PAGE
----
Are you sitting on the next big idea? Were you hit with a revelatory shower thought that inspired you to dream up a new product feature or business venture?
It’s quite exciting to have that creative lightbulb flash up in your mind. But before you go full steam ahead, there are some things you’ll need to consider:
➤ Will your target audience be equally excited about your brainchild? Excited enough to pay money for it? Is this really the game changer they didn’t know they needed?
➤ To launch a new project requires significant funding and time. What if you pump a staggering amount of resources into this idea and it ends up falling flat?
“A smoke test allows you to validate your idea early on. Before you spend too much time, effort or money.”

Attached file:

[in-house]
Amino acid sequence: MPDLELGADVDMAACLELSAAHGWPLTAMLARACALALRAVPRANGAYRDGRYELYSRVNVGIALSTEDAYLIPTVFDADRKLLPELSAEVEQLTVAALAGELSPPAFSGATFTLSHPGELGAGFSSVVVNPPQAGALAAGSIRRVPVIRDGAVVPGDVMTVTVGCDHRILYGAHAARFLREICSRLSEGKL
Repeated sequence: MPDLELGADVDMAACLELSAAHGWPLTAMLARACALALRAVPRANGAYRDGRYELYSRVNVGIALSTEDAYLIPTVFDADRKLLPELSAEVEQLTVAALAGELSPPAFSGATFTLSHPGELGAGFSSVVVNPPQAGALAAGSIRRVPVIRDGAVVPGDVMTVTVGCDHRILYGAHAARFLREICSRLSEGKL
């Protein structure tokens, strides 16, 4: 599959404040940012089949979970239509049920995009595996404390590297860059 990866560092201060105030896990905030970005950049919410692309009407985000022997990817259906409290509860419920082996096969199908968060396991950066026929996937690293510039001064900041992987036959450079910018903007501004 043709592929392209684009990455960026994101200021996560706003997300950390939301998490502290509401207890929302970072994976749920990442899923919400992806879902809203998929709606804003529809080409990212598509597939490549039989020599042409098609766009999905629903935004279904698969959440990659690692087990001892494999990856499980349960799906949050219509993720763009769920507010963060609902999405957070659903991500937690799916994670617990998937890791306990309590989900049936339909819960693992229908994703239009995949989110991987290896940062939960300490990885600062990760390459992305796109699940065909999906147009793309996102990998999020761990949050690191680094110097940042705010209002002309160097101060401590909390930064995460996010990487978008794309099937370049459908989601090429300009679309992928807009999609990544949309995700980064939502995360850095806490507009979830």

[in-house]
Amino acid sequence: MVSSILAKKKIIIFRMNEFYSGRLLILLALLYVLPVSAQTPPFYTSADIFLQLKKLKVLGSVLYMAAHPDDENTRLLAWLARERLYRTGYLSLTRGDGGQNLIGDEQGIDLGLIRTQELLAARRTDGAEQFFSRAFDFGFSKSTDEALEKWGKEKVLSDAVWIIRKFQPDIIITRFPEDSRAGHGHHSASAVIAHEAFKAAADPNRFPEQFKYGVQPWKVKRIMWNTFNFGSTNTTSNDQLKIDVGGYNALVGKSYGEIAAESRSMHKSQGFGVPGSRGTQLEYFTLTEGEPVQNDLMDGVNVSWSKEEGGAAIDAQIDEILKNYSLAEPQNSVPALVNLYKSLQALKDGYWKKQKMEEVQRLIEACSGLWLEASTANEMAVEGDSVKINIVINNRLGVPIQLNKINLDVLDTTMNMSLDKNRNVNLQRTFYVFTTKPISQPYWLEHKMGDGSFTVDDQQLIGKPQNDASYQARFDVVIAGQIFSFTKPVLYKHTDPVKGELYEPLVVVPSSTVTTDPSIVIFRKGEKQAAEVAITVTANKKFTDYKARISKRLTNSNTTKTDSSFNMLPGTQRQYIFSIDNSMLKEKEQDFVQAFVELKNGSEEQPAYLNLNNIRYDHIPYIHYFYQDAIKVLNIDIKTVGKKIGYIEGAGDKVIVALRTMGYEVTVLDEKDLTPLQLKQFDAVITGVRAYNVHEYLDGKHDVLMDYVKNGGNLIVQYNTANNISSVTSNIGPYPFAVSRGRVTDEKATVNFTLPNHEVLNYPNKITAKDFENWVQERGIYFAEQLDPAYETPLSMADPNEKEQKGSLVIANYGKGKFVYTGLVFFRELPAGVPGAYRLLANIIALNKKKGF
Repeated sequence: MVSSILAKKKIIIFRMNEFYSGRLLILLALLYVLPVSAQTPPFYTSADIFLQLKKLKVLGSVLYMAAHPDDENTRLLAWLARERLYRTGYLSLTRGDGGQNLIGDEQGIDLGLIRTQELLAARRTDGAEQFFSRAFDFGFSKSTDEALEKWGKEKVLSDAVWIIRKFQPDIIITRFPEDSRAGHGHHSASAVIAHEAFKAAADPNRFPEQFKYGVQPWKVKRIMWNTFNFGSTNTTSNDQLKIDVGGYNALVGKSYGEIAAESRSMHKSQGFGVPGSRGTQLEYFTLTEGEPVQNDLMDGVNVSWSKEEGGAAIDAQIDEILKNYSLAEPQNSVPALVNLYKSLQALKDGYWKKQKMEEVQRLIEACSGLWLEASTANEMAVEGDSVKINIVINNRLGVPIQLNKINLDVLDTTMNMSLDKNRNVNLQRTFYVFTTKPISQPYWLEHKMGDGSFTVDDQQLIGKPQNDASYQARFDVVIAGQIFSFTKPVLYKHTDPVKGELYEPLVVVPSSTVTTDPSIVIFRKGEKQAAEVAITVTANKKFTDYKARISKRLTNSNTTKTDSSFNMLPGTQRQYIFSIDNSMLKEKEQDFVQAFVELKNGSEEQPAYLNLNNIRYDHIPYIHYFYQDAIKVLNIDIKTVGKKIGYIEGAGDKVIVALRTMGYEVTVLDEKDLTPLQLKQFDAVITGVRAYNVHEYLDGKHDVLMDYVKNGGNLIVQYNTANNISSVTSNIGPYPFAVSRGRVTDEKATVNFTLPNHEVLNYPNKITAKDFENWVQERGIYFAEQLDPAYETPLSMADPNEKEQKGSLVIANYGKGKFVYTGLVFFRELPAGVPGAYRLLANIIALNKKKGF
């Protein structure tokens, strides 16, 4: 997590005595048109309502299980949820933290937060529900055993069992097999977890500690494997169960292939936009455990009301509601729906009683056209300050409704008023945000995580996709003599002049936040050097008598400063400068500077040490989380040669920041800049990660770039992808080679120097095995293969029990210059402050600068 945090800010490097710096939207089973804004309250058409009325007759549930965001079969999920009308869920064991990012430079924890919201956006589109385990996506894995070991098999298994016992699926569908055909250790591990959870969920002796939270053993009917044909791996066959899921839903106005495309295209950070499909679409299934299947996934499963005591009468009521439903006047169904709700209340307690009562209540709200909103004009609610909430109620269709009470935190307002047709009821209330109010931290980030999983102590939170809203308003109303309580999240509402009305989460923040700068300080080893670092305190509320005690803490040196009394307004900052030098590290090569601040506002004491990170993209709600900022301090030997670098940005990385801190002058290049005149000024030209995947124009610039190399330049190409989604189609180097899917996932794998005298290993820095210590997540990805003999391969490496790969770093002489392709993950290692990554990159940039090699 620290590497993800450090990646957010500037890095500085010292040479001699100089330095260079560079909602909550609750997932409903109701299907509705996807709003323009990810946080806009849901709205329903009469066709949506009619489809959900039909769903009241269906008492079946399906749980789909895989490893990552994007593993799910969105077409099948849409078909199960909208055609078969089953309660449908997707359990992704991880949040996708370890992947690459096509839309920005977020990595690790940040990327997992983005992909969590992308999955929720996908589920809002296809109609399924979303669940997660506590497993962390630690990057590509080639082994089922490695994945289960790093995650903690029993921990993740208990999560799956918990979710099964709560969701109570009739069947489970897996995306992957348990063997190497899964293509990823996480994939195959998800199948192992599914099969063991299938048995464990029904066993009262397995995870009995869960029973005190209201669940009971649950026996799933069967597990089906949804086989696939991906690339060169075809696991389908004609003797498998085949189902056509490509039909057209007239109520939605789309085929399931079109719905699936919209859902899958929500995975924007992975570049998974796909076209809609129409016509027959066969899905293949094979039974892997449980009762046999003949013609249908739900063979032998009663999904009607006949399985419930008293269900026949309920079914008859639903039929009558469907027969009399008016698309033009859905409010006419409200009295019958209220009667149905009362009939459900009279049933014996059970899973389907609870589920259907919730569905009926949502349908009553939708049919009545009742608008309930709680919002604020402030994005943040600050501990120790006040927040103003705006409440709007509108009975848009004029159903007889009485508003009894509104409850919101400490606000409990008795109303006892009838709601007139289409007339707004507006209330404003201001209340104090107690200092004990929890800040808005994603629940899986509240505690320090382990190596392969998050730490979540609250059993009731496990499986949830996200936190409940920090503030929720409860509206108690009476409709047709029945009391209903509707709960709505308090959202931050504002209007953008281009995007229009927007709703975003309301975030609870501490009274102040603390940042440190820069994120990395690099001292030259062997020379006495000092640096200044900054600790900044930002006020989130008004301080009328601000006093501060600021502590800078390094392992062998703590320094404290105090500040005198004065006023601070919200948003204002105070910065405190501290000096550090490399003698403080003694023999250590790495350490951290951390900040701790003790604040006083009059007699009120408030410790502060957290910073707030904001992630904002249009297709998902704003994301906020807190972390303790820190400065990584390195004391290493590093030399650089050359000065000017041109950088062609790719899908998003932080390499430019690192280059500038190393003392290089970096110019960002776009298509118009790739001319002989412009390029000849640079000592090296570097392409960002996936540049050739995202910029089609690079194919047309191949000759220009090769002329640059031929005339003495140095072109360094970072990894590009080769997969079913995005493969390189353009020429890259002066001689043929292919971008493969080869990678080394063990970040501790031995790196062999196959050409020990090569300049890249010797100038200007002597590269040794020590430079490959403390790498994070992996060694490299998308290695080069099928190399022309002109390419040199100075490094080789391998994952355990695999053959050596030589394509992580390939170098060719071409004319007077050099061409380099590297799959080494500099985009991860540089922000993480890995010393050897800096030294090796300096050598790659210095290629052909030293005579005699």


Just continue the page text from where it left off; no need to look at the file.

Even if you’ve done your research, it’s still a big risk to take the leap and launch your new product into the market. So you’re probably wondering how you can be sure that your idea will be worth investing in. And whether it will actually make you money!
News flash! There is! Did you know that you can do a so-called smoke test to validate your project? In this article, we’ll tell you how to find out whether your big idea is a firecracker or nothing more than a wisp of smoke.
The term “smoke test” arose in the curious world of computer programming. The purpose of a smoke test is to regularly perform quick tests to ensure a feature is functional, such as: “Does clicking this button actually do what it’s supposed to do?” This type of rapid testing is intended to fix simple failures.
In the world of business and marketing, we’re more interested in solving questions like: “Will this product fail on the market?” or “Will my target audience want to pay money for this product?” So instead of asking ourselves whether it’s working correctly, we want to know whether it’ll work at all.